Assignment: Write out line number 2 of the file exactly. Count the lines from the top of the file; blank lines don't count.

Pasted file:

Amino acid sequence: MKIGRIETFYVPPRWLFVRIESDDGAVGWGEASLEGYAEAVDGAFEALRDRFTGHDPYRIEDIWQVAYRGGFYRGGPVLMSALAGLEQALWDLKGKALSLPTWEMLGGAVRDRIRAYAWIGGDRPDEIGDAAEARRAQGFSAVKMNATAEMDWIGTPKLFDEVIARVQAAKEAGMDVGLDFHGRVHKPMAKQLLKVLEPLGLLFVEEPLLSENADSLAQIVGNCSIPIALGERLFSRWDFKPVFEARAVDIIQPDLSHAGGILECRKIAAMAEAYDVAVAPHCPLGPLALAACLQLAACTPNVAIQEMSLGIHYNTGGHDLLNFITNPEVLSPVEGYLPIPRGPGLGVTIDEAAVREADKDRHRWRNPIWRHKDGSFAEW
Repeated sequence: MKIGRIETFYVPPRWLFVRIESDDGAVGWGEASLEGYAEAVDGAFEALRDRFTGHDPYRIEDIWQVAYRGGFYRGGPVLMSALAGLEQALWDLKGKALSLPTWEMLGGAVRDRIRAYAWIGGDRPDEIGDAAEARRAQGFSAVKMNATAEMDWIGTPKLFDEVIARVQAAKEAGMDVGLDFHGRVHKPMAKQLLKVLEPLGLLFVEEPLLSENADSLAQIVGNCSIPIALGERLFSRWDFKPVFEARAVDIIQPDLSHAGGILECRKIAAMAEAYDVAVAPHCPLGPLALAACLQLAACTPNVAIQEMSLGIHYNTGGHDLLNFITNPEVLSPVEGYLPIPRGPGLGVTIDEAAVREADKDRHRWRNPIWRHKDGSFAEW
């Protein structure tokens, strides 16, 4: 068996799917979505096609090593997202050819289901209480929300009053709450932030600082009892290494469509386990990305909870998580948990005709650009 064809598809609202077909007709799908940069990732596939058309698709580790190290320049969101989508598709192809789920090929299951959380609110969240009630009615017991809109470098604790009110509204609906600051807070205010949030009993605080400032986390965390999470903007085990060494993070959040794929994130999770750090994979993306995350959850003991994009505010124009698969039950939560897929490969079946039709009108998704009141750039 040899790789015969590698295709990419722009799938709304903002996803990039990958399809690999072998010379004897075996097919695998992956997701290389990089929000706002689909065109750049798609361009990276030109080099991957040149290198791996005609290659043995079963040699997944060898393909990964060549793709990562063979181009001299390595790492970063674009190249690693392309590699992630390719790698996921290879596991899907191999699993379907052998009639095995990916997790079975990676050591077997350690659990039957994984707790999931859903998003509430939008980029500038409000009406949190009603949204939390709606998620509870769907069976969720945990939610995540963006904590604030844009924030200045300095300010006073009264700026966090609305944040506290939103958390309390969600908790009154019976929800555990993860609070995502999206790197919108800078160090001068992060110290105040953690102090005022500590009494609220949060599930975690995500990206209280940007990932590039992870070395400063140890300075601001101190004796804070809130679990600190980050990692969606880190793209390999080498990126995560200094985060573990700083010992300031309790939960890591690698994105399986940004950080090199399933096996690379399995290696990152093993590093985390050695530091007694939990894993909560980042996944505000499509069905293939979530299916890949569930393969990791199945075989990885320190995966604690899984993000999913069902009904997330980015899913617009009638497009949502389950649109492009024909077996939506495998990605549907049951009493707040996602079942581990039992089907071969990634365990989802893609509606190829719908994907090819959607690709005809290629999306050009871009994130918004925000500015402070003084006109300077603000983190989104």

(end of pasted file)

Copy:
Repeated sequence: MKIGRIETFYVPPRWLFVRIESDDGAVGWGEASLEGYAEAVDGAFEALRDRFTGHDPYRIEDIWQVAYRGGFYRGGPVLMSALAGLEQALWDLKGKALSLPTWEMLGGAVRDRIRAYAWIGGDRPDEIGDAAEARRAQGFSAVKMNATAEMDWIGTPKLFDEVIARVQAAKEAGMDVGLDFHGRVHKPMAKQLLKVLEPLGLLFVEEPLLSENADSLAQIVGNCSIPIALGERLFSRWDFKPVFEARAVDIIQPDLSHAGGILECRKIAAMAEAYDVAVAPHCPLGPLALAACLQLAACTPNVAIQEMSLGIHYNTGGHDLLNFITNPEVLSPVEGYLPIPRGPGLGVTIDEAAVREADKDRHRWRNPIWRHKDGSFAEW